Tuesday, November 18, 2008

Two More Reports of Police Killing Family Dogs

In Pennsylvania:
“There is no misunderstanding,” said Mangan. “He shot my dog maliciously."

Mangan said the deputy's story that Lincoln tried to attack him doesn't add up.

"The leash doesn't go past where he shot him at. He can't go any farther; he was in his own back yard, secure, on a leash," said Mangan.

The deputy said he couldn’t see the leash. [emphasis added]

Allegheny County Sheriff’s Chief Deputy Joseph Rizzo said in a statement, "If, in any event, a Sheriff’s deputy goes to a house and there is an aggressive animal, they make every effort to get out of harms way. If a dog is going to attack the deputy, they have no recourse."

No recourse except maybe to outfit the officer with a pair of glasses. This story reads like perhaps the officer was too quick to shoot. I guess we'll know for sure when the police get done investigating themselves and determine if they acted appropriately. Stay tuned.

In Illinois:

Officer guns down family dog

Park Forest police chief says detective had no choice

There are many things a 10-year-old boy should not see. Police officers gunning down the family dog during a burglary investigation is one of them.

No kidding. These officers are not equipped with any means of fending off a dog other than a revolver? No pepper spray even? That sounds irresponsibly dangerous.

I want to support our public servants as much as anyone but honestly, when some officers conduct themselves in this Wild West manner, it's hard to stand by those kinds of actions. And although I haven't read about it happening yet (and I hope I never do), it certainly seems possible that one day, an officer might shoot the beloved companion of someone who is also a gun owner, quick to shoot, and in need of glasses. Or maybe a stray bullet from an officer's gun will miss the dog and hit a kid. I don't know but the police are contributing to a reckless environment when their position on dogs seems to be shoot first.


Caveat said...

The police are afraid of dogs and are not trained to deal with them or interpret a dog's body language.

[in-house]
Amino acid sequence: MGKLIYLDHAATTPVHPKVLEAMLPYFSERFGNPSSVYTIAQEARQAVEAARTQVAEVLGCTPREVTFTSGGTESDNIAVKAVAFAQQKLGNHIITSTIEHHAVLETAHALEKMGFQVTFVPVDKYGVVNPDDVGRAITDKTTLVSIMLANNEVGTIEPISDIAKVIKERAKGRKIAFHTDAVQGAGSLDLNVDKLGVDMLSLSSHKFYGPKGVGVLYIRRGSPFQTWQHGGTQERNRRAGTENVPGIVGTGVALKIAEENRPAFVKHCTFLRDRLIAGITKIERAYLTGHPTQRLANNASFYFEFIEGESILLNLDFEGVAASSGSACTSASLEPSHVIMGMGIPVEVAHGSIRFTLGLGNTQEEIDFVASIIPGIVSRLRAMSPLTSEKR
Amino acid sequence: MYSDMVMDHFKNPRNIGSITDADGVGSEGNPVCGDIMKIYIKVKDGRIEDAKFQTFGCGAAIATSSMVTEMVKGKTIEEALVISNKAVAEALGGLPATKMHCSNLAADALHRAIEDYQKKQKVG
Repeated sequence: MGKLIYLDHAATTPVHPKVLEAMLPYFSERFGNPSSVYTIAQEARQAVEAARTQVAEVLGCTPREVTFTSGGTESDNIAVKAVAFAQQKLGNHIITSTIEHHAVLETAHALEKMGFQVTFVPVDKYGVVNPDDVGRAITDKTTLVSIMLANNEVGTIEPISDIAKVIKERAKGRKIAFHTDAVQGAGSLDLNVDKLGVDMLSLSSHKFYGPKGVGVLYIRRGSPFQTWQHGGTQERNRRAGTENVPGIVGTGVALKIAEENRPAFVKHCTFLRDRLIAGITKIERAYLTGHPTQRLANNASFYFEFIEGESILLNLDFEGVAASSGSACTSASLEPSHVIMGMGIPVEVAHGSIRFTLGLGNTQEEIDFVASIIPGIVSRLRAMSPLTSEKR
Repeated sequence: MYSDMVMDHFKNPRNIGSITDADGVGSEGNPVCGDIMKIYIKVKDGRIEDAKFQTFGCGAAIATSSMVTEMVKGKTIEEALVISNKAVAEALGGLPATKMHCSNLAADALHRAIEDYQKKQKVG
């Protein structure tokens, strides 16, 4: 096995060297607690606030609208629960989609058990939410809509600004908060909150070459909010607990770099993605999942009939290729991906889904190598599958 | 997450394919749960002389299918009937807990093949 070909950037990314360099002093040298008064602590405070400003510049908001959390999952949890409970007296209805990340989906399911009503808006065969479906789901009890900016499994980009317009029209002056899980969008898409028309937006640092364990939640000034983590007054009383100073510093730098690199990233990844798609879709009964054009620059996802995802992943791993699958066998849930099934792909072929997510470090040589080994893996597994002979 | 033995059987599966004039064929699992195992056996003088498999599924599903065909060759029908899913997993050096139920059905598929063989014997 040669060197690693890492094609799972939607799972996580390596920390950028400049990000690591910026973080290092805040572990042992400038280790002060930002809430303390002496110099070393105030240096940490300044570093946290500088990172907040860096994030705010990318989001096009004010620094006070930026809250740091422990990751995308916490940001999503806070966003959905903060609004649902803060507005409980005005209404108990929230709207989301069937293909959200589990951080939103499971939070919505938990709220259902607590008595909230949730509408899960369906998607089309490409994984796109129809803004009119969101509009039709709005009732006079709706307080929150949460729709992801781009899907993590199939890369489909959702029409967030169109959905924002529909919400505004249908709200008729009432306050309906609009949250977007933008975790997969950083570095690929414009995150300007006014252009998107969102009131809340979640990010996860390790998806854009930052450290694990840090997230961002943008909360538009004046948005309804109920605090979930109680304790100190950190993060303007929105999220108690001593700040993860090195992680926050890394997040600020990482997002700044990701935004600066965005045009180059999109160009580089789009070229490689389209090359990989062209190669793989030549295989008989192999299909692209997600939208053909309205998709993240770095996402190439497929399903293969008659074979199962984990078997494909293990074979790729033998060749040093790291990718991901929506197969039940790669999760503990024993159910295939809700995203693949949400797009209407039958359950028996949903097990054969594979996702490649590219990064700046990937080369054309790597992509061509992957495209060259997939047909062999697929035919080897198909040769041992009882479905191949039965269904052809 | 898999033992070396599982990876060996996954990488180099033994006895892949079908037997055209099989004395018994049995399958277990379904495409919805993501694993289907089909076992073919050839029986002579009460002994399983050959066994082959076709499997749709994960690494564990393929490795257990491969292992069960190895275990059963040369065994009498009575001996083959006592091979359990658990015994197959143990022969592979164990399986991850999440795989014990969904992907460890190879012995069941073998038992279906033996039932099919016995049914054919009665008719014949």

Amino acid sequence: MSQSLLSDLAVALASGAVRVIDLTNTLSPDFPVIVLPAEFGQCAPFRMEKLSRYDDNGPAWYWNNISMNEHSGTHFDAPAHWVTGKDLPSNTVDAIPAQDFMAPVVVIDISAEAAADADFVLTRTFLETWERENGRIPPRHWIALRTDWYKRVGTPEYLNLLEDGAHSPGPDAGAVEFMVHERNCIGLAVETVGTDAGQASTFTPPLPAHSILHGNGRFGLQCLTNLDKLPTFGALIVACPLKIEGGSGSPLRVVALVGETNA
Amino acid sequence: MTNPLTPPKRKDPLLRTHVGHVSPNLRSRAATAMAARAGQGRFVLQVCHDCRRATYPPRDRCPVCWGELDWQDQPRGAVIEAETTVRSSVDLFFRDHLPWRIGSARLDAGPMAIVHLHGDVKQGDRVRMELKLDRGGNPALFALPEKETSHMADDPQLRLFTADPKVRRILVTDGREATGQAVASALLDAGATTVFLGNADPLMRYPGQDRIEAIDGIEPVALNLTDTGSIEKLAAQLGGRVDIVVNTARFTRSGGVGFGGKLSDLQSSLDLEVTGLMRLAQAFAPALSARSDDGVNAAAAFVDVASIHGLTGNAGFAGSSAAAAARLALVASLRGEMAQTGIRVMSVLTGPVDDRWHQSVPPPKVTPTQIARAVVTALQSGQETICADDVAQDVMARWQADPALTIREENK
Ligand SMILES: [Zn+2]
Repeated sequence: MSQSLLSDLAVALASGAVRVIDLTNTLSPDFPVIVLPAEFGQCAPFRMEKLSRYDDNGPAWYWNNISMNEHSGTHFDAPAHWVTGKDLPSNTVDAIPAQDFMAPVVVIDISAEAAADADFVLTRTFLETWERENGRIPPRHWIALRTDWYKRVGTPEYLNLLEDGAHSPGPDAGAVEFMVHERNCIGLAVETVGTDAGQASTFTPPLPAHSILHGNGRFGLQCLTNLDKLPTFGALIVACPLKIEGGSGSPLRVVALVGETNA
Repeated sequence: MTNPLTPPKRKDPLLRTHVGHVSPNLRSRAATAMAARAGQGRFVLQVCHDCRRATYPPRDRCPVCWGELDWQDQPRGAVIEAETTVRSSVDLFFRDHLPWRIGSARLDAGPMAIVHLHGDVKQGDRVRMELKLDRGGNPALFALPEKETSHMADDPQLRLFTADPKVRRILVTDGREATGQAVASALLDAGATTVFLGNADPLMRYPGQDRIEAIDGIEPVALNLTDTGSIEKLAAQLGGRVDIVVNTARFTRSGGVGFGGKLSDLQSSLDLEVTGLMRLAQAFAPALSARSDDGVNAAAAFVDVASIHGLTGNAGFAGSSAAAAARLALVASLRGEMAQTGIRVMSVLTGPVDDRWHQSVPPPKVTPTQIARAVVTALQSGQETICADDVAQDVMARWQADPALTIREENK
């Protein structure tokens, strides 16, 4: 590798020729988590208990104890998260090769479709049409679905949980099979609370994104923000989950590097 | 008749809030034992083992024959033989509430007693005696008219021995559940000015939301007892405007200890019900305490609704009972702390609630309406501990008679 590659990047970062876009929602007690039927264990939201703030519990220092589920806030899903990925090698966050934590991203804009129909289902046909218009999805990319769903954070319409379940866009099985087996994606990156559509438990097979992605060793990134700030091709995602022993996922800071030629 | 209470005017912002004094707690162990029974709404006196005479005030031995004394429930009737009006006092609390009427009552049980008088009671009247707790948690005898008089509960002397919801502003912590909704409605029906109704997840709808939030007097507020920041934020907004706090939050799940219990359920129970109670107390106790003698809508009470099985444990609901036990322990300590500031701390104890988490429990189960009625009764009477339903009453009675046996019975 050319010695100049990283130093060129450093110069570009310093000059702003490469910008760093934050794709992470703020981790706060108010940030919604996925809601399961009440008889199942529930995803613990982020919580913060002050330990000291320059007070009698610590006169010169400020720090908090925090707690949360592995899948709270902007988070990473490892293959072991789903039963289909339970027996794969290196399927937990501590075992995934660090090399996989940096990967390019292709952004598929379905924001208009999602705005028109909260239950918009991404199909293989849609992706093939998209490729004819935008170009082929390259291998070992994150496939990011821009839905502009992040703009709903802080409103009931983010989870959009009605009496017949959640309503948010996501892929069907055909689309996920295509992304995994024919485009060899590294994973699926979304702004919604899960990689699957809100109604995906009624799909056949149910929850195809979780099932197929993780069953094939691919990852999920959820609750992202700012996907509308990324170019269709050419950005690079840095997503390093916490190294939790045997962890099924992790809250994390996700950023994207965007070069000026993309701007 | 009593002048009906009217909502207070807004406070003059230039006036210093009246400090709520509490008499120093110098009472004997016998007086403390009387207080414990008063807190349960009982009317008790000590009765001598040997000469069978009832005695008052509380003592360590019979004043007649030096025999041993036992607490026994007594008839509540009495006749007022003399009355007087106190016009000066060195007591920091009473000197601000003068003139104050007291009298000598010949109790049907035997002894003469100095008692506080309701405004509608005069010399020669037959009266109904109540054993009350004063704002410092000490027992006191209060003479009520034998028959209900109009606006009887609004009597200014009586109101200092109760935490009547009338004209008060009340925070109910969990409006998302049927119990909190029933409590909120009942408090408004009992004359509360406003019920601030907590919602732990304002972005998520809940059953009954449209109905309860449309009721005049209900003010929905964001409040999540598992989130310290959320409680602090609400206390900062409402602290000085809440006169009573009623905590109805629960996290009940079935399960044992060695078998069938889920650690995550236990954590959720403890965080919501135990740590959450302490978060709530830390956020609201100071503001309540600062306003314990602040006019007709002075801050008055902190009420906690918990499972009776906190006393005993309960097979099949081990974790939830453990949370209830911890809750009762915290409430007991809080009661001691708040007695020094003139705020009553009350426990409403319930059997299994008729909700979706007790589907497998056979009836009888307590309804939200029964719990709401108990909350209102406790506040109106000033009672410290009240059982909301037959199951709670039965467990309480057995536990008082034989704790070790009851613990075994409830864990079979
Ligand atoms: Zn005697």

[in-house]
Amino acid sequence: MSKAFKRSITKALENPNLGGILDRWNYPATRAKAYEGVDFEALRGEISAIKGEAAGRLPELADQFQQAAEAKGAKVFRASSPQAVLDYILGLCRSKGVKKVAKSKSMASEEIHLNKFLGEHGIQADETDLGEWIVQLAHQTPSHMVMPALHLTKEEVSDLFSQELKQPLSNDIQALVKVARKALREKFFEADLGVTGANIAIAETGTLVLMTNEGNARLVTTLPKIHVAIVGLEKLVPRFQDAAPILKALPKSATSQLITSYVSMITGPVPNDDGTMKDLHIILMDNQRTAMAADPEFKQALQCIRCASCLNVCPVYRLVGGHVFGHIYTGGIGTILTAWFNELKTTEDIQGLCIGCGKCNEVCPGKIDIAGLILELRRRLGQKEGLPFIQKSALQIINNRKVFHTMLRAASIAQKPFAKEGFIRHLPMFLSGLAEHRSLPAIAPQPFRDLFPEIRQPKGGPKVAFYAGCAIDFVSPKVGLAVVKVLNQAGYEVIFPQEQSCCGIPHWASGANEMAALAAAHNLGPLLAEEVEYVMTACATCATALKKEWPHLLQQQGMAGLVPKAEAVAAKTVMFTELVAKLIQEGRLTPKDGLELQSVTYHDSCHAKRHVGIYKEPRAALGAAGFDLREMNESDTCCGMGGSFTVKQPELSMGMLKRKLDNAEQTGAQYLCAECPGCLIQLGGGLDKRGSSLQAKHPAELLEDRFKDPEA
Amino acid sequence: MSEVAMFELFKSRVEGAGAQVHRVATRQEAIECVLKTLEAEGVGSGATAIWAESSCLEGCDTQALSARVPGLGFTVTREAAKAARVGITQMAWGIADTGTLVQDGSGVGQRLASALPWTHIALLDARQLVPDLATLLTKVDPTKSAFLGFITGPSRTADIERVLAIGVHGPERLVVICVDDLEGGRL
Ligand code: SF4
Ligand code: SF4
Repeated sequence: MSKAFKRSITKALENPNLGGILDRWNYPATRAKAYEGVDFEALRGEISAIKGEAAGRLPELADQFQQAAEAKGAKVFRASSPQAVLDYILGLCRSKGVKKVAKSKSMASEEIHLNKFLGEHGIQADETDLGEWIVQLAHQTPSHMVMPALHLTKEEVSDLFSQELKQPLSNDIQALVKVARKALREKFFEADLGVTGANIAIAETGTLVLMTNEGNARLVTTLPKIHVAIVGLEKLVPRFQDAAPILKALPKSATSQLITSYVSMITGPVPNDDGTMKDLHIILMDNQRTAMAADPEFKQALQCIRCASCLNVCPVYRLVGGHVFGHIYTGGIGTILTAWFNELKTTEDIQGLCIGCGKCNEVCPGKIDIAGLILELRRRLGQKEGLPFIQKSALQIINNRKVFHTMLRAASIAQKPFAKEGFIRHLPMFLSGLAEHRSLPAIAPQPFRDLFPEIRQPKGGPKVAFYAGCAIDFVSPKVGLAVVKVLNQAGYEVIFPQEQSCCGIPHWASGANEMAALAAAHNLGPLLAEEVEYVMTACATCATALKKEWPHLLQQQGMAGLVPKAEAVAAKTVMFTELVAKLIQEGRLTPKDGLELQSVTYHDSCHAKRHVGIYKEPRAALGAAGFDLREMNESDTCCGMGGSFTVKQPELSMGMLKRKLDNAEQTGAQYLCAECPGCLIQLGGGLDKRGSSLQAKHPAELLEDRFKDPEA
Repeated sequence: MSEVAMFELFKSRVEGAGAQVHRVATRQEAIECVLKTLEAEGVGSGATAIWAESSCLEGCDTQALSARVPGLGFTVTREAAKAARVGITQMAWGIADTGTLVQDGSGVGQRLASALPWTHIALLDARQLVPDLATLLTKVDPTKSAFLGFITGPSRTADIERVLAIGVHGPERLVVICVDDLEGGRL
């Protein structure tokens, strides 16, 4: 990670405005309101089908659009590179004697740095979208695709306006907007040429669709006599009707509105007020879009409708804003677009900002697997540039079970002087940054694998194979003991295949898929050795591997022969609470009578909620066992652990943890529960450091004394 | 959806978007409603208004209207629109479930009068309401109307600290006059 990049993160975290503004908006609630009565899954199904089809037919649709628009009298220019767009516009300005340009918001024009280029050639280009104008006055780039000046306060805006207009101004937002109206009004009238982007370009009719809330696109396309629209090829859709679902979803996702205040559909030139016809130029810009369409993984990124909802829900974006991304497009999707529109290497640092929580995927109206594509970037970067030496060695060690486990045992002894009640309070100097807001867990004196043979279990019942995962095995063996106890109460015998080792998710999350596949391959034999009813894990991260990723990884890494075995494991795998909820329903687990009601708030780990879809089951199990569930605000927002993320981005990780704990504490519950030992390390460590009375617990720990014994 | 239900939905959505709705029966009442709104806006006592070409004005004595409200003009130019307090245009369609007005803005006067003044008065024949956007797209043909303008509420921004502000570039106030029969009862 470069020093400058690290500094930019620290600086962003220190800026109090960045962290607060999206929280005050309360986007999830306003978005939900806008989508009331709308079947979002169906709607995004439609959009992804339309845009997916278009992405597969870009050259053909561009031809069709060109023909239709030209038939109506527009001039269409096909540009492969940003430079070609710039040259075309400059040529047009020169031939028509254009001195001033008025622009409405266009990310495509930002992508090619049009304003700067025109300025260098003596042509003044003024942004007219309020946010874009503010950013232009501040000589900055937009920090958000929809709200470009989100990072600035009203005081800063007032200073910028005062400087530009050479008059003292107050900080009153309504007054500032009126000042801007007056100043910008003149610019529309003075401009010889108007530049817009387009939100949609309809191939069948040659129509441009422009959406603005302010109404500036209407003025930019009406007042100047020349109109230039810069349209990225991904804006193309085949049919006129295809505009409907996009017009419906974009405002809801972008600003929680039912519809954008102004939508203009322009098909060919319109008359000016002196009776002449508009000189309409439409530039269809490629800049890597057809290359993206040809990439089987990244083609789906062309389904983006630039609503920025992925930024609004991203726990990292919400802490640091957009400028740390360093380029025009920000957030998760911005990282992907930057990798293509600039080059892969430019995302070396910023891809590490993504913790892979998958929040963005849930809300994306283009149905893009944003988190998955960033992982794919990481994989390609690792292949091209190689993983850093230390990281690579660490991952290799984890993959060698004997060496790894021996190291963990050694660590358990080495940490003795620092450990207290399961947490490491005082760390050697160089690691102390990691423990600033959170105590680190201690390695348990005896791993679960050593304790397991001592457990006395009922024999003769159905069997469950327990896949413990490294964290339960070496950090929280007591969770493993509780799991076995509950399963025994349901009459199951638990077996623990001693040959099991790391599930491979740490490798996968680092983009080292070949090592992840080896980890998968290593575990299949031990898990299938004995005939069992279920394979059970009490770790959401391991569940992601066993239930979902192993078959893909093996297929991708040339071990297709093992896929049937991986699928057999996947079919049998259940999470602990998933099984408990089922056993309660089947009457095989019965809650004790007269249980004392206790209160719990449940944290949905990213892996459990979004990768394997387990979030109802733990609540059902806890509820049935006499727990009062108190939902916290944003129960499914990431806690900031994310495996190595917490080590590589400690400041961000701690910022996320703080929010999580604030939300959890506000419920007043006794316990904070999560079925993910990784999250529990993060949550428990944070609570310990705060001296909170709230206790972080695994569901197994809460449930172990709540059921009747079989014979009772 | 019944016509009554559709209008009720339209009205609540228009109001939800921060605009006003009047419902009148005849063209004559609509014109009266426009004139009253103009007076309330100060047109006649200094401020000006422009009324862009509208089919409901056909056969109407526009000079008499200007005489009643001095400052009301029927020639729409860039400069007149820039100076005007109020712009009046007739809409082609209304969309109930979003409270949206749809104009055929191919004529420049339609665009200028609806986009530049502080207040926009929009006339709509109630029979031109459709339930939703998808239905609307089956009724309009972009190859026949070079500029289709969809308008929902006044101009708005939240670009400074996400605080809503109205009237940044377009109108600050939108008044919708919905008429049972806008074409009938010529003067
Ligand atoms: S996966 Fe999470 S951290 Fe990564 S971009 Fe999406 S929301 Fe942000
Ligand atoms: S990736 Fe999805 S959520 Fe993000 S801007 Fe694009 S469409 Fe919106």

Couple that with their aggressive confrontational style and they will alarm even the most laid-back family pet. Let's just say they don't tap gently on the front door and that their body language is designed to intimidate.

The ricochet thing has already happened, by the way.

Here's one, there are more:

Tiny url:

YesBiscuit! said...

I see that story is from 1998. Apparently ten years is not enough time for a "learning experience" to have any effect.

I just wonder how come they couldn't use some of their RNC demonstrator tactics against dogs they feel threatened by - why do they have to shoot them? It seems so reckless.

Caveat said...

In Calgary Alberta, AC goes in before the police to contain any dogs. It works really well.

They haven't used a catchpole in over 8years, haven't had a bite in these situations either.

They could use a net, ie, something that would 'shoot' a net over an overexcited dog. I would rather they did that with distraught people instead of tasers, too.

You know 'Get the net!' as we used to say when somebody was being nutty.

Caveat said...

PS, Sorry the story was so old, we've had more recent ones. In Ontario they were firing at a dog in an apartment and the bullets were going into neighbouring units.

YesBiscuit! said...

The story didn't seem that old to me. I still say "Get the net!" ; )